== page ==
~Just Jill

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    1. Oh--and thanks for stopping by. Really!

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  11. I seldom put a book down without finishing it. Part of it is that I do book reviews and feel it is only fair that I read the whole thing, so that has become a habit. And believe me, I have read some dreadful books start to finish because I had to review. For my pleasure reading, if a book doesn't capture me by around page fifty, I will give it a pass, but that seldom happens.

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    1. Your reviews are always so good, Rosi. I always enjoy reading them and get so many recommendations from your site!
      ~Just Jill

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  12. It depends on the book. If it's a non-fiction book on a topic I'm interested in knowing more about, I'll read it to the end, even if it's a slow and somewhat tedious read. But I expect more from fiction. Its purpose isn't to educate me or indoctrinate me; all I want it to do is entertain me. I want it to make me laugh, make me cry, make me FEEL. And dare I say it? Surprise me, for heaven's sake. I am NOT a fan of formulaic books. I look for the creative twist, the unexpected, along with a wondrous choice of words. That being said, even if I don't LOVE a book, I always finish it eventually. I started reading a book more than a year ago, but was immediately put off by the style and blatant shoving of religious beliefs down my throat. So I put it down. Others have given that book some great reviews, so I WILL get back to it someday. Just not today. (Too many OTHER books to read.) I have never read the ending first. Like I said, I cherish surprises in a book, and am loathe to read ahead to spoil them. (And I hope nobody reads my final chapters first!)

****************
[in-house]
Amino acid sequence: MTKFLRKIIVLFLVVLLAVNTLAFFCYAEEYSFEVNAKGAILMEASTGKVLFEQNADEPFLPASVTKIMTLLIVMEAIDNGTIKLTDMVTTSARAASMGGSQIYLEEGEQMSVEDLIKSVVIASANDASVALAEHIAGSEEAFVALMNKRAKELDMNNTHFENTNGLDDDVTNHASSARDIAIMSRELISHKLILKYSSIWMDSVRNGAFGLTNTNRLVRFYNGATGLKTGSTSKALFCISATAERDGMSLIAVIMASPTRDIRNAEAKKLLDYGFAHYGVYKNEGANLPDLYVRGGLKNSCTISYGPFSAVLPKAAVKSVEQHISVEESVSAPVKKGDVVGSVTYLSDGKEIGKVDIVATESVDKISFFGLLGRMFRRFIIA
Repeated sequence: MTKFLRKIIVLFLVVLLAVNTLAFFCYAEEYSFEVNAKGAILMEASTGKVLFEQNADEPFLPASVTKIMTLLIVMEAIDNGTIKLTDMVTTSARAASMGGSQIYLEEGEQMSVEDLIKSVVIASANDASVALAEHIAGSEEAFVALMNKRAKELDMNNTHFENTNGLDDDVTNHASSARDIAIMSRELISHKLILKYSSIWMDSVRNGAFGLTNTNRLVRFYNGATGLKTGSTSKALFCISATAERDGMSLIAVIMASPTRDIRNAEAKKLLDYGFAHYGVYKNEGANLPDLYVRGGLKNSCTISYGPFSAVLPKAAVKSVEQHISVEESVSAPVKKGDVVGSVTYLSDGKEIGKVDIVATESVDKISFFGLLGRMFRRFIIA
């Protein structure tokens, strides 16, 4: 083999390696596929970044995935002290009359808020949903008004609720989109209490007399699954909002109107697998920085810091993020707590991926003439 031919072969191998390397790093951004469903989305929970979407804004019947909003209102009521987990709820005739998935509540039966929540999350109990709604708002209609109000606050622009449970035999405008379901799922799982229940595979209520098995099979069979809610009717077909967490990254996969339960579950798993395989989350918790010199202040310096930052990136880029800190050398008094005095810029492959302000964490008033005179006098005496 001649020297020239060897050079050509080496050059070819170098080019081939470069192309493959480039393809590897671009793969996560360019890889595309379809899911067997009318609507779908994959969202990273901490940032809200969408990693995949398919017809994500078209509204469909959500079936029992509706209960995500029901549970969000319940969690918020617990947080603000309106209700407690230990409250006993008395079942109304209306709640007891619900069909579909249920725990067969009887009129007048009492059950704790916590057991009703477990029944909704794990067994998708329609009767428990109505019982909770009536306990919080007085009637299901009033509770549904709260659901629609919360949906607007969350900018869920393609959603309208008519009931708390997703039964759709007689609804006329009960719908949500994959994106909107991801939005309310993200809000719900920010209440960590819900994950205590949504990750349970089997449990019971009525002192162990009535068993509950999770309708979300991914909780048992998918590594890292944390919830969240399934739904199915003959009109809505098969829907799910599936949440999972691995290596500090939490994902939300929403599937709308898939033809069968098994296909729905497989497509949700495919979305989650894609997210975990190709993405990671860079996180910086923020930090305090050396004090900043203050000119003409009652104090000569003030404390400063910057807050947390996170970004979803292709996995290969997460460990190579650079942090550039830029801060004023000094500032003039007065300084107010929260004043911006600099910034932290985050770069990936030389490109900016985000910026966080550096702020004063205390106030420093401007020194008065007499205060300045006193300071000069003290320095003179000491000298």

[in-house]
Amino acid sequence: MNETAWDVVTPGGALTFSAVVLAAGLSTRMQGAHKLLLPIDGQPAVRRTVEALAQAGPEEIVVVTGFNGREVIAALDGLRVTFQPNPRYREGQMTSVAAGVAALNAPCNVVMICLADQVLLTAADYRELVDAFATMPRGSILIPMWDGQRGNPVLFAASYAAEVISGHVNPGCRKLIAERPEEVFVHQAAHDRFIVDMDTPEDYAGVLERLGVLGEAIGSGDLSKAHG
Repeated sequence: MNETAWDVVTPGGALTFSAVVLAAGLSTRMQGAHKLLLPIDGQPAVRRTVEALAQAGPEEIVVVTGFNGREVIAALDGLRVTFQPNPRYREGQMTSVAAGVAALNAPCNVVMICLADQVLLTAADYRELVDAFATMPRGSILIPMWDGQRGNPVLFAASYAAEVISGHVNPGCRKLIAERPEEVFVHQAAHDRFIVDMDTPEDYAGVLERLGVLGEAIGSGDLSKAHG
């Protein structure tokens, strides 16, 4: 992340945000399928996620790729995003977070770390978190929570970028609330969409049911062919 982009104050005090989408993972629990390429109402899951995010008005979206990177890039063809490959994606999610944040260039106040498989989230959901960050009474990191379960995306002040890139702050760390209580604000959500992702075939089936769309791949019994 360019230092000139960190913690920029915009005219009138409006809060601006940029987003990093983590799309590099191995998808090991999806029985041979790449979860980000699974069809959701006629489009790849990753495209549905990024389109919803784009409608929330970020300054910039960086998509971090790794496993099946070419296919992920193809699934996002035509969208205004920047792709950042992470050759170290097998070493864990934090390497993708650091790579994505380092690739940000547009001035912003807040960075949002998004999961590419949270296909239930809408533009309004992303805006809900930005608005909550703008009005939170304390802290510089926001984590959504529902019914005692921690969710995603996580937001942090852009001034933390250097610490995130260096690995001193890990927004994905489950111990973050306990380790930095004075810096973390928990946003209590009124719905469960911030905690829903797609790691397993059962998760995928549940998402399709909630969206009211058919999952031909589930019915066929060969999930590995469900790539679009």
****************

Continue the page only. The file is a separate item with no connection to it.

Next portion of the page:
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    1. I solemnly promise I will never read the ending to your book first.
      Signed,
      Just Jill

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Please use your words and comment freely! We really should meet!